Startups in a nutshell: Nik started online wine merchant Red Squirrel Wine in October 2012 and has been running it out of Club Workspace Chiswick since November 2013. In the first of a series of startup diary entries, he talks about the difficulties he’s faced when allocating his marketing budget and some of the best ways he’s found to make a little money count for a lot. As he put it, 'You can't cellar your startup's cash forever - sooner or later you'll have to drink it.' Over to Nik...
There are innumerable differences between small business and big business. But perhaps the biggest is marketing. Big businesses can spend millions - the biggest, billions - on promoting their brand. While Coca-Cola won't quibble at $10 million for an advertising campaign, a small business might fret over another £10 of Adwords spend.
And know I do. When you're starting a business on a shoestring, it goes without saying that every penny matters. Whether you're boot-strapping, dipping into savings, borrowing from the bank, or are lucky enough to have some investment, spending cash on something as nebulous as advertising can be frightening.
Yet you've got to do it. Especially if you're an online startup like Red Squirrel Wine. Something I've learned in our first six months as a fully-fledged business is it doesn't pay to hoard cash. It's reassuring to see some squids in the bank account, but for an online business people only know about you when they know about you.
Take Google Adwords for one. With a bit of experience in online marketing and broadly knowing my way around the system, I naively went into this thinking I could manage our campaigns internally. Yet once the company really started growing, taking on staff, taking on new customers and all the rest of it, I barely had time to log in to our Adwords account, let alone manage it.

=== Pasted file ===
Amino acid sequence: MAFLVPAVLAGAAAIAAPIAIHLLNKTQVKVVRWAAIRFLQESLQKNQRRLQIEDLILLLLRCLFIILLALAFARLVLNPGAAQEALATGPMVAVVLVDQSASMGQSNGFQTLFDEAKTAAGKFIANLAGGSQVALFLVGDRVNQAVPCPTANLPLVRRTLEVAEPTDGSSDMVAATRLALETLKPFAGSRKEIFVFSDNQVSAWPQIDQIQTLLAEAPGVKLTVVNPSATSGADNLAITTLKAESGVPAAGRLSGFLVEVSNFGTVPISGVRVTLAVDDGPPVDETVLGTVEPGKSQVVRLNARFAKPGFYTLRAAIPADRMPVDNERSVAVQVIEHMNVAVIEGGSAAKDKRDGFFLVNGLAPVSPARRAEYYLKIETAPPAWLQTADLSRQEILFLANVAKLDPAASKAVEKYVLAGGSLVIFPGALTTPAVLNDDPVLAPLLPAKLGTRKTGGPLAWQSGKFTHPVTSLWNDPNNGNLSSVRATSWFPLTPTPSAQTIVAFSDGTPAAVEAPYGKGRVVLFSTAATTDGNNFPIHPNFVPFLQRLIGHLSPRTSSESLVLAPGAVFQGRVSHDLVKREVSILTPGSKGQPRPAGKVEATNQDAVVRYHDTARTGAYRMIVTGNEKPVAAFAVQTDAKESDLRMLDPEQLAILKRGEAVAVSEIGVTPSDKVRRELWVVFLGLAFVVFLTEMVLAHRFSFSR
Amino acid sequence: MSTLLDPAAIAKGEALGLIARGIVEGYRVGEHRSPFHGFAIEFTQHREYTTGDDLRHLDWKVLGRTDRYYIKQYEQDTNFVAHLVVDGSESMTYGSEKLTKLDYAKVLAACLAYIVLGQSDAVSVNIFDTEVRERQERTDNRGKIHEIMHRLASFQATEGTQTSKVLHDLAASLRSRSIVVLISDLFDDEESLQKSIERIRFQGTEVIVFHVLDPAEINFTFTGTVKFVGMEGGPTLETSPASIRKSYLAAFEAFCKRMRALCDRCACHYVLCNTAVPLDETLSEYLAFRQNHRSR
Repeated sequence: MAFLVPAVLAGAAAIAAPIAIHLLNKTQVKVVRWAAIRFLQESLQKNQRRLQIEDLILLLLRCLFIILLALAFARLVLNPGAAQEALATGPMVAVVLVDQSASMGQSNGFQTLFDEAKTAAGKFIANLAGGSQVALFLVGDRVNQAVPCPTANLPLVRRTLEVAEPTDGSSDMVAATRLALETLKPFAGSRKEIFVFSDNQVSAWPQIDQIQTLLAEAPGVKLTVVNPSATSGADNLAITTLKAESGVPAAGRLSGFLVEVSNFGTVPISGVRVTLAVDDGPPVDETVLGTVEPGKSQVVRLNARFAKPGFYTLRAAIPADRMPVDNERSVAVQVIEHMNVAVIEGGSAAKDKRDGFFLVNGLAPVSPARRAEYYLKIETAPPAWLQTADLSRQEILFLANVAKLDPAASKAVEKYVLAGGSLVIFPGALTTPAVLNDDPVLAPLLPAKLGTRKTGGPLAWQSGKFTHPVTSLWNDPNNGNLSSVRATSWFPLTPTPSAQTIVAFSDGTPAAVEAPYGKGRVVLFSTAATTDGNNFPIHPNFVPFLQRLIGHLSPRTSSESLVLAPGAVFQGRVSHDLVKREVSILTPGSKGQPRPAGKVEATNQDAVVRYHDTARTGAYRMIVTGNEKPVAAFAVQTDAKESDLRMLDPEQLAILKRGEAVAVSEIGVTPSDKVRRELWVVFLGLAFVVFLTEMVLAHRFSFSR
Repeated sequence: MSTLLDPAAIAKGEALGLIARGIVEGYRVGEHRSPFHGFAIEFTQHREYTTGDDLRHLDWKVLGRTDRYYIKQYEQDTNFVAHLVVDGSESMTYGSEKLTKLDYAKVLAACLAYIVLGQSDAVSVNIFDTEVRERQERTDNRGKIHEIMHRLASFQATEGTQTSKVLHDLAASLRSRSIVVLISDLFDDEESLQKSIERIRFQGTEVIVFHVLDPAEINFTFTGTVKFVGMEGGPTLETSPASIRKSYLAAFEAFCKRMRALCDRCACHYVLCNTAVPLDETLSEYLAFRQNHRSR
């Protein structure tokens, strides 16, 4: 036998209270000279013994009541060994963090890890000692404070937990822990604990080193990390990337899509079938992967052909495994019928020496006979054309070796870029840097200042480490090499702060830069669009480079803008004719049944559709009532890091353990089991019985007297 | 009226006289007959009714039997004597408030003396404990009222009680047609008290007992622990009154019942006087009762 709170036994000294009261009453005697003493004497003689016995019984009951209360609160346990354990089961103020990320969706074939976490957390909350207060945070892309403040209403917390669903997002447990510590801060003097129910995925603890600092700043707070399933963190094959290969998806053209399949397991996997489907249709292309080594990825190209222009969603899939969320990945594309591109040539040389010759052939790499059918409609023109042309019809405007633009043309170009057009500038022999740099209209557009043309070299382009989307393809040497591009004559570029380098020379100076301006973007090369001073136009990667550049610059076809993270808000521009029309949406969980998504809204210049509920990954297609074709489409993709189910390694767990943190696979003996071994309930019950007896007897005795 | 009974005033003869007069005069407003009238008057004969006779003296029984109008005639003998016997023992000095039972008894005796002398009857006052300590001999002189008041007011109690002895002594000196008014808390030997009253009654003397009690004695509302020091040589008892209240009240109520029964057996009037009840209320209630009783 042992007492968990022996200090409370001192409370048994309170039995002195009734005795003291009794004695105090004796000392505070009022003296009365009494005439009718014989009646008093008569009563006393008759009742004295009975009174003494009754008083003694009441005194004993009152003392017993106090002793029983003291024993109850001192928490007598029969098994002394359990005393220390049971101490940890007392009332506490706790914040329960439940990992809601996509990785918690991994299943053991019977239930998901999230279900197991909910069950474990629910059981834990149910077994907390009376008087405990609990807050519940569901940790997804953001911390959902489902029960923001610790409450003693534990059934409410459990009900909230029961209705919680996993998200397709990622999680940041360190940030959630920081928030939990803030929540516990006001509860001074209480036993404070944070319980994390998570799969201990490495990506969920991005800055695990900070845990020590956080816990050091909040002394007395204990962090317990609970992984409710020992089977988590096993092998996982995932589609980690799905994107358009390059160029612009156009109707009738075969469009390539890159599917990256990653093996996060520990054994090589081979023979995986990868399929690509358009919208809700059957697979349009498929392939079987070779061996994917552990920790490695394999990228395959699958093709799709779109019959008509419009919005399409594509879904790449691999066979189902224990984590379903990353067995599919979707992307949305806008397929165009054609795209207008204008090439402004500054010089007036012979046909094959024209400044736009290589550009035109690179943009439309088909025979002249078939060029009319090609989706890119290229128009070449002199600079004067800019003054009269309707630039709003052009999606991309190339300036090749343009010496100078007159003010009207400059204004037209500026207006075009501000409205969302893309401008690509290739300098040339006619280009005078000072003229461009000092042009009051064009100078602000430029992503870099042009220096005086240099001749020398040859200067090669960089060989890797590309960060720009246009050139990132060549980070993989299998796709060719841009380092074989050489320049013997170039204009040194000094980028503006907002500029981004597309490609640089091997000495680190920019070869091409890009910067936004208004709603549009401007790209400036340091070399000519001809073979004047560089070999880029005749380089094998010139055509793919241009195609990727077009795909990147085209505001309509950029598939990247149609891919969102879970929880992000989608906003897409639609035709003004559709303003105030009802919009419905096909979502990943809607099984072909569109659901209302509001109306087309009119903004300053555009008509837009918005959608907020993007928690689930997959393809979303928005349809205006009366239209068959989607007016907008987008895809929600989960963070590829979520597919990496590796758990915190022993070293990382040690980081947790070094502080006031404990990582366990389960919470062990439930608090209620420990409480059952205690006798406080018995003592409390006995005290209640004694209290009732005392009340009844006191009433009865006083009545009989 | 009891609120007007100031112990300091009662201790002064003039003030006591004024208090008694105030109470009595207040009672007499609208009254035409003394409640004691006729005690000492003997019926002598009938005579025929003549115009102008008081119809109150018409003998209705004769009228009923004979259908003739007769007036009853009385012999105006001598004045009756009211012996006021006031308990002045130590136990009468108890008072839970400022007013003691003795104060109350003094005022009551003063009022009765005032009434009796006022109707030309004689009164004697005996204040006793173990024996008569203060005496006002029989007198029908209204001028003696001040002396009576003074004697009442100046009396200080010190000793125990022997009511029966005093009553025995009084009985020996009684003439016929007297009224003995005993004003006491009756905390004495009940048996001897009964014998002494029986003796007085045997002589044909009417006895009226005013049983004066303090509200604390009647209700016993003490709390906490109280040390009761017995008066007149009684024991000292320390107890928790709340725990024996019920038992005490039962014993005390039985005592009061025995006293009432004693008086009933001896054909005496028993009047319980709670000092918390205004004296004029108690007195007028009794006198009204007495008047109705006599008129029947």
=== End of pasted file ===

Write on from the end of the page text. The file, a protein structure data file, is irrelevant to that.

Thus we were spending a couple of hundred pounds a month on campaigns that weren't being properly managed, weren't attracting people to our website and certainly weren't converting investment into revenue.
Rather than being positively frugal, refusing to spend money on some proper external advice was actually wasting money.
It was painful to write the cheque, but I decided eventually that I had to bring in an agency to help. It was one of the best (and as it turns out best value) investments I've made. No longer are we throwing good money down the Google drain; we're now getting real returns. The ads work, people are seeing them, they're visiting our site and they're buying wine. It is costing Red Squirrel Wine more cash in the short-term, but saving us heaps in the long-run. Most importantly, we're making the pennies count. More online wine shoppers here, there and everywhere are now getting to know about us.
So let them know about you. Be creative. Look for the relevant, appropriate media for your message. Of course, get as much free publicity as you can - affiliate marketing, white label, social media and every other pay-it-forward kinds of promotion you can think of and find.
But if you're product is ready, the time to invest is now. Not later down the line when the cash is running out.
Nik has since been regaling us with his stories of setting up a business - read some more of his Startup Diaries here.
If you have any questions or comments, get in touch on Twitter @clubworkspace and @Nikdarlington.
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